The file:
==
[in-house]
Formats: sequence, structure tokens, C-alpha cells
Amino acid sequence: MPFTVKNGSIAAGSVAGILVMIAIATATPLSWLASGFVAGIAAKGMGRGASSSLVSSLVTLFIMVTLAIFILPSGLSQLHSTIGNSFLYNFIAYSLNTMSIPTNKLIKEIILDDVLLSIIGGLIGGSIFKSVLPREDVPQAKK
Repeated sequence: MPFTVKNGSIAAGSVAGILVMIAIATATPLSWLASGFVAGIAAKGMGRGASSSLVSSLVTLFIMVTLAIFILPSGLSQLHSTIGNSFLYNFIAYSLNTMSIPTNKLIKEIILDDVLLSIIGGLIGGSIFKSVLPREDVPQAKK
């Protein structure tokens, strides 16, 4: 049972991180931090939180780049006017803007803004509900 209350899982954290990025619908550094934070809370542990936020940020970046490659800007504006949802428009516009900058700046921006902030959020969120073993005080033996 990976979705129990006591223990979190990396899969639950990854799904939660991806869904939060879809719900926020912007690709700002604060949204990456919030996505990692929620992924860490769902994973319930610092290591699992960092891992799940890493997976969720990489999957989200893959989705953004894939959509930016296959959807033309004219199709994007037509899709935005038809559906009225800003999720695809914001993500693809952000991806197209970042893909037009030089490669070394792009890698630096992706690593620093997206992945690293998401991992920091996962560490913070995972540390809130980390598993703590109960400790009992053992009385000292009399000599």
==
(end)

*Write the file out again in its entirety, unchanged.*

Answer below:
[in-house]
Formats: sequence, structure tokens, C-alpha cells
Amino acid sequence: MPFTVKNGSIAAGSVAGILVMIAIATATPLSWLASGFVAGIAAKGMGRGASSSLVSSLVTLFIMVTLAIFILPSGLSQLHSTIGNSFLYNFIAYSLNTMSIPTNKLIKEIILDDVLLSIIGGLIGGSIFKSVLPREDVPQAKK
Repeated sequence: MPFTVKNGSIAAGSVAGILVMIAIATATPLSWLASGFVAGIAAKGMGRGASSSLVSSLVTLFIMVTLAIFILPSGLSQLHSTIGNSFLYNFIAYSLNTMSIPTNKLIKEIILDDVLLSIIGGLIGGSIFKSVLPREDVPQAKK
């Protein structure tokens, strides 16, 4: 049972991180931090939180780049006017803007803004509900 209350899982954290990025619908550094934070809370542990936020940020970046490659800007504006949802428009516009900058700046921006902030959020969120073993005080033996 990976979705129990006591223990979190990396899969639950990854799904939660991806869904939060879809719900926020912007690709700002604060949204990456919030996505990692929620992924860490769902994973319930610092290591699992960092891992799940890493997976969720990489999957989200893959989705953004894939959509930016296959959807033309004219199709994007037509899709935005038809559906009225800003999720695809914001993500693809952000991806197209970042893909037009030089490669070394792009890698630096992706690593620093997206992945690293998401991992920091996962560490913070995972540390809130980390598993703590109960400790009992053992009385000292009399000599």